To understand Business Process Management (BPM) is extremely important for any business, you first need to know what BPM is. However, finding a common definition is more difficult than you think, because BPM has a very different meaning for different groups of people. Each employee in the company looks from the point of view of his or her positives on individual tasks to the business process management and defines the term differently.
For some, BPM is pure technology. In this case, BPM is something like the evolution of application development, and the automation of processes is the goal. For others, the optimization of processes is at the heart of BPM: it uses a wealth of advanced methods such as BlueDolphin. Many also see BPM as a way of driving change forward or showing employees how to work. And for others, BPM is an excellent way to visualize existing processes.
None of these definitions is wrong, but each reflects only a small portion of the overall picture, viewed from the narrow perspective of a particular role or function. Each of these components is only part of the overall BPM concept. Companies that consider these components in isolation hinder themselves from implementing a holistic BPM approach and can not fully exploit the many benefits of process management. One example is the automation of processes, which is part of the BPM concept but should never make up the whole concept. Often processes are managed, optimized and monitored without ever being automated. It is also possible to automate inefficient processes, which can not be called BPM.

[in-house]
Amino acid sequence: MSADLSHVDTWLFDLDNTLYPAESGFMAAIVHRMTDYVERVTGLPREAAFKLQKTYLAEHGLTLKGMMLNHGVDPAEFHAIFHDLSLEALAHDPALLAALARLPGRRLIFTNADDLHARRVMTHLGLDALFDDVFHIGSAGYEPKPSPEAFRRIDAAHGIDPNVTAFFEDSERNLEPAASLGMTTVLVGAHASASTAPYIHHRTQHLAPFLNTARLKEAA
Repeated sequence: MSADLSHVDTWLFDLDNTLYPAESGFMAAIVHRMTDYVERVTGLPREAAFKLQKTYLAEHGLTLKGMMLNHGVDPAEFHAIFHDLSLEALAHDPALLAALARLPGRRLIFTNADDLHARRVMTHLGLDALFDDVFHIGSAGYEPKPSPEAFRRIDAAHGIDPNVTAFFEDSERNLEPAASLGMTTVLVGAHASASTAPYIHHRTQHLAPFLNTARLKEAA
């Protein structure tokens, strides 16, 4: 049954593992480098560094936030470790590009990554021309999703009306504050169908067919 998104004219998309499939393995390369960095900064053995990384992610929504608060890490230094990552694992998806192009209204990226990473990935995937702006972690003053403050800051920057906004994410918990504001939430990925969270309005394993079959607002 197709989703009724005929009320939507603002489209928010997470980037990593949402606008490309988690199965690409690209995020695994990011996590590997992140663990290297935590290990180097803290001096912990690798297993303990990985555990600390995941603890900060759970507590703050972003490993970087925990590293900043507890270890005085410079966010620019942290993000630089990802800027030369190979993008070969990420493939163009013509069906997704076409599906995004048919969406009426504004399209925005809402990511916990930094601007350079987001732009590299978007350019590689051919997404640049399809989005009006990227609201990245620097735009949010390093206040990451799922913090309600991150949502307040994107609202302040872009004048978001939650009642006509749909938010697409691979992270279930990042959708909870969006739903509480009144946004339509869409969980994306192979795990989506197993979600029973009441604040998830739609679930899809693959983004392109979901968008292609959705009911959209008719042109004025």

A company needs to understand what is done, why, where, when, how and what. Only then can methods and tools, such as process management software, be used to achieve the best results with the least possible cost – that is the essence of BPM over a set performance period.
Process management allows business functions to be tailored to the needs of customers. Managers can then determine how to deploy and measure resources and monitor KPIs in real-time and in the enterprise context. Properly implemented, BPM improves efficiency and productivity, reduces costs, and reduces errors and risks. Properly implementing best practices in business process management ensures sound financial management and visibility into business goals.